Policeman Hurt as Settler Youth Turn Violent at Demolition Protest

A Border Police officer was lightly wounded during a protest in the West Bank settlement of Beit El, as security forces attempted to demolish an illegal structure there.

This was the first clash in nearly a month. Two settler youths were arrested following the incident, on suspicion of hurling rocks at the special police unit.

The forces were on site to enforce demolition of a cabin and the foundations of another structure that were put in place following the government's declaration of the settlement freeze last December. The Border Police officer was hurt when a settler hurled a rock at him.

Amid the demolition, some 100 teenagers and residents arrived in an effort to block the officers' exit from the settlement.

After lengthy negotiations, Beit El's chief rabbi agreed to convince the teenagers to let the security forces leave, though that effort was to no avail. Instead, they began throwing stones at the security forces. The forces in turn sprayed the teenagers with tear gas.

The state once again came under scrutiny over its application of building laws throughout the West Bank. The Supreme Court criticized the state yesterday over what it believes is the lax enforcement.

The court deliberated over two petitions, the first of which was filed by the pro-settler group Regavim against Palestinian construction in six sites, all of which abut the Green Line, the separation fence, and West Bank highways. The attorney representing Regavim, Amir Fisher, claimed that the construction poses a security risk.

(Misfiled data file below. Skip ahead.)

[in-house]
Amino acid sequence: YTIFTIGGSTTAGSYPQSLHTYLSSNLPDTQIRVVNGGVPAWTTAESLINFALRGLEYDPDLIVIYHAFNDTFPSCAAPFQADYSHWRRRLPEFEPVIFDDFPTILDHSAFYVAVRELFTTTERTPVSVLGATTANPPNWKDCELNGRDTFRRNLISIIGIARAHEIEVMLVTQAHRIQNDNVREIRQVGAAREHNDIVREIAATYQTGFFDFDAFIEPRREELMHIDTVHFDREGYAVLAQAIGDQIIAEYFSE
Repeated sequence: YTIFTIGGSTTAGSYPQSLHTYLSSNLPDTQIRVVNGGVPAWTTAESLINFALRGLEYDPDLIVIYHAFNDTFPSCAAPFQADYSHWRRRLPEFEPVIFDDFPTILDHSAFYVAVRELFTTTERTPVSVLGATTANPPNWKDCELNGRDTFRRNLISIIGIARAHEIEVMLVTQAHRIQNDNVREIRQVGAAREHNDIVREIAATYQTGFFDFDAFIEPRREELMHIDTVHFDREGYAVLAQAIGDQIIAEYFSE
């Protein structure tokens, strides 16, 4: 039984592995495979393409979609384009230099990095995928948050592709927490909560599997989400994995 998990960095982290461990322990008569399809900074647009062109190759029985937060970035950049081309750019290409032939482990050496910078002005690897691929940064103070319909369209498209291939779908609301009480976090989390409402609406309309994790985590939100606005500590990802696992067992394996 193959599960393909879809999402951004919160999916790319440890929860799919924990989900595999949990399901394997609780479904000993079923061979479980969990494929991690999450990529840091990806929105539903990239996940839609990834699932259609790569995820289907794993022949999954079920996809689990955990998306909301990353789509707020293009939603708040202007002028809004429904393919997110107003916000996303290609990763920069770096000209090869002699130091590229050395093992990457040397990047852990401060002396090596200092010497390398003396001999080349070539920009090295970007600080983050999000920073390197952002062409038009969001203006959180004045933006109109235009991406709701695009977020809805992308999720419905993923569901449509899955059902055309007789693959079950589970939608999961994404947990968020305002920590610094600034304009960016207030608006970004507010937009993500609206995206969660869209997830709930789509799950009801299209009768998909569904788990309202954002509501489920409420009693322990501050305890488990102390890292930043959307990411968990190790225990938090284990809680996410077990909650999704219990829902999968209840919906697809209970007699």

"When we are dealing with Jewish construction, [the state] knows to enforce the laws," he said. "But the state doesn't care about Palestinian construction, even when we're dealing with the most extreme cases."

Fisher said the state issued a demolition order for some of the Palestinian structures as early as 2001.

The state replied that it does not enforce building laws in these specific cases because the structures are located within the administrative borders of the West Bank town of El Bireh.

The most senior justice on the panel, Ayala Procaccia, appeared to lose her patience.

"I don't understand your argument," she told state attorney Nachi Ben-Or. "What does that response mean, 'We don't enforce building laws in El Bireh'?"

"There is no enforcement in El Bireh," Ben-Or said.

"It is difficult to accept the claim that the reason [for not enforcing the law] is that it is in the El Bireh town limits," said Justice Yoram Danziger.

Ben-Or said he had no response to the judges, who vowed to re-evaluate the details of the case before issuing their ruling.

The court also heard a petition filed by left-wing group Yesh Din, which demanded the state enforce a demolition order against a synagogue that was built illegally in the outpost of El Matan. According to Yesh Din lawyers Michael Sfard and Shlomi Zachary, Palestinian residents of neighboring villages are being harassed by outpost residents.

The attorneys also claimed that a cease and desist order was issued by the state against the outpost, which was subsequently violated.

The state replied that it intends to seal the synagogue.

The court said that it would revisit the issue in 60 days, when it will determine what to do with the case.